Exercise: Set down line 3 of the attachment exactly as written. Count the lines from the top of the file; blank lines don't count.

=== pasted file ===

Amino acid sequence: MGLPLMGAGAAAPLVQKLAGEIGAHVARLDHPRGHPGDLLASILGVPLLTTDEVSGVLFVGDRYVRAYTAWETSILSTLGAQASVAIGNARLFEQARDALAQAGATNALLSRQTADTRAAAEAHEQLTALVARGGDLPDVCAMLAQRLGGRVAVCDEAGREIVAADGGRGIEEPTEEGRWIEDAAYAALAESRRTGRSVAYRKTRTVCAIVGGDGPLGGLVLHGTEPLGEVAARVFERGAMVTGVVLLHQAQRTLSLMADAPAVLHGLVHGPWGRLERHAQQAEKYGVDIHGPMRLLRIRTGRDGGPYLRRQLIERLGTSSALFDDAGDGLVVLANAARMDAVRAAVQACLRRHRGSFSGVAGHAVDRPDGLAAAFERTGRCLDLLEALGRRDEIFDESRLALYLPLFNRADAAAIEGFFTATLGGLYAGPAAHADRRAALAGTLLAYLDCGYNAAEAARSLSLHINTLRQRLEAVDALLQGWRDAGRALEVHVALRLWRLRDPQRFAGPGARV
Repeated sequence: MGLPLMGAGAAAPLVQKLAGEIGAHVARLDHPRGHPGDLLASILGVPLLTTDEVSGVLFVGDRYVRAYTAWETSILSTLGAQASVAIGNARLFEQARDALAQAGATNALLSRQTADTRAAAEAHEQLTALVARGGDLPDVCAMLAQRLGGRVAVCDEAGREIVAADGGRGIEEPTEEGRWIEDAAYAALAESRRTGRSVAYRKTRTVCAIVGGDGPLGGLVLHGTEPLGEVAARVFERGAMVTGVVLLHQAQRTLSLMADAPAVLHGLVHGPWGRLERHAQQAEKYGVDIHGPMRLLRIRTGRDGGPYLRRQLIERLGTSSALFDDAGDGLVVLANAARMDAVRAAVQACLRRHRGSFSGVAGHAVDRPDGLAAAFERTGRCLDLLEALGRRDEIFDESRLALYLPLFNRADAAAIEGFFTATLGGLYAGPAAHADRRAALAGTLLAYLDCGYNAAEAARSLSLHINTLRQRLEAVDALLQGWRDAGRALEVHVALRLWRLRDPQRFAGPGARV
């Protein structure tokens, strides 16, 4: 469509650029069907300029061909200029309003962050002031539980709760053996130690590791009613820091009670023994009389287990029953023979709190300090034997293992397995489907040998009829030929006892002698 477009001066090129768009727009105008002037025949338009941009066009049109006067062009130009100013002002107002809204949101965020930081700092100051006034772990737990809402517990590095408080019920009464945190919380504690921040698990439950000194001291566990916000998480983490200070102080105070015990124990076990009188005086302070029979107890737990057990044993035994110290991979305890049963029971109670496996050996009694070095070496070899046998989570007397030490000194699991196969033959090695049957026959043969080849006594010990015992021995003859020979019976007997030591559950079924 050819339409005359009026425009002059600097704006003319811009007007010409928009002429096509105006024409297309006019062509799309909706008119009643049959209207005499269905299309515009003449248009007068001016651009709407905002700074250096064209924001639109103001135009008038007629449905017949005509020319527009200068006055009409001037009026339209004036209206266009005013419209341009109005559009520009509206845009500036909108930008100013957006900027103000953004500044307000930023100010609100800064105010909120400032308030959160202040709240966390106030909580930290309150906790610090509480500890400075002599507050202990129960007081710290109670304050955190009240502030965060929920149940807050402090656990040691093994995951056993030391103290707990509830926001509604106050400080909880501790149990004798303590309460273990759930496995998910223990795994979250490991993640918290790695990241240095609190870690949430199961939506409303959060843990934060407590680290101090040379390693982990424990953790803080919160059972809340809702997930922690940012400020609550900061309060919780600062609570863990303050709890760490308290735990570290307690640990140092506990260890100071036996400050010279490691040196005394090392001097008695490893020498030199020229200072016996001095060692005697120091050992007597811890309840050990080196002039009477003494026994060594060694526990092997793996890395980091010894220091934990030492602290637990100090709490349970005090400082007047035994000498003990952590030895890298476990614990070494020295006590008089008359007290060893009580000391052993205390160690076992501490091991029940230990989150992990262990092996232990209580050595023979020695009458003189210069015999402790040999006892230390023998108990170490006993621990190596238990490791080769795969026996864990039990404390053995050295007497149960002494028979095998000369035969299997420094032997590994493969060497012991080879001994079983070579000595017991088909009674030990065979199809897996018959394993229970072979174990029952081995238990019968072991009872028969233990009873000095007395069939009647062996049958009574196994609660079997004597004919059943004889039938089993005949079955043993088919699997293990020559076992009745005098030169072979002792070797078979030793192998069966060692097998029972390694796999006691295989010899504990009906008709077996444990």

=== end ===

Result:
């Protein structure tokens, strides 16, 4: 469509650029069907300029061909200029309003962050002031539980709760053996130690590791009613820091009670023994009389287990029953023979709190300090034997293992397995489907040998009829030929006892002698 477009001066090129768009727009105008002037025949338009941009066009049109006067062009130009100013002002107002809204949101965020930081700092100051006034772990737990809402517990590095408080019920009464945190919380504690921040698990439950000194001291566990916000998480983490200070102080105070015990124990076990009188005086302070029979107890737990057990044993035994110290991979305890049963029971109670496996050996009694070095070496070899046998989570007397030490000194699991196969033959090695049957026959043969080849006594010990015992021995003859020979019976007997030591559950079924 050819339409005359009026425009002059600097704006003319811009007007010409928009002429096509105006024409297309006019062509799309909706008119009643049959209207005499269905299309515009003449248009007068001016651009709407905002700074250096064209924001639109103001135009008038007629449905017949005509020319527009200068006055009409001037009026339209004036209206266009005013419209341009109005559009520009509206845009500036909108930008100013957006900027103000953004500044307000930023100010609100800064105010909120400032308030959160202040709240966390106030909580930290309150906790610090509480500890400075002599507050202990129960007081710290109670304050955190009240502030965060929920149940807050402090656990040691093994995951056993030391103290707990509830926001509604106050400080909880501790149990004798303590309460273990759930496995998910223990795994979250490991993640918290790695990241240095609190870690949430199961939506409303959060843990934060407590680290101090040379390693982990424990953790803080919160059972809340809702997930922690940012400020609550900061309060919780600062609570863990303050709890760490308290735990570290307690640990140092506990260890100071036996400050010279490691040196005394090392001097008695490893020498030199020229200072016996001095060692005697120091050992007597811890309840050990080196002039009477003494026994060594060694526990092997793996890395980091010894220091934990030492602290637990100090709490349970005090400082007047035994000498003990952590030895890298476990614990070494020295006590008089008359007290060893009580000391052993205390160690076992501490091991029940230990989150992990262990092996232990209580050595023979020695009458003189210069015999402790040999006892230390023998108990170490006993621990190596238990490791080769795969026996864990039990404390053995050295007497149960002494028979095998000369035969299997420094032997590994493969060497012991080879001994079983070579000595017991088909009674030990065979199809897996018959394993229970072979174990029952081995238990019968072991009872028969233990009873000095007395069939009647062996049958009574196994609660079997004597004919059943004889039938089993005949079955043993088919699997293990020559076992009745005098030169072979002792070797078979030793192998069966060692097998029972390694796999006691295989010899504990009906008709077996444990």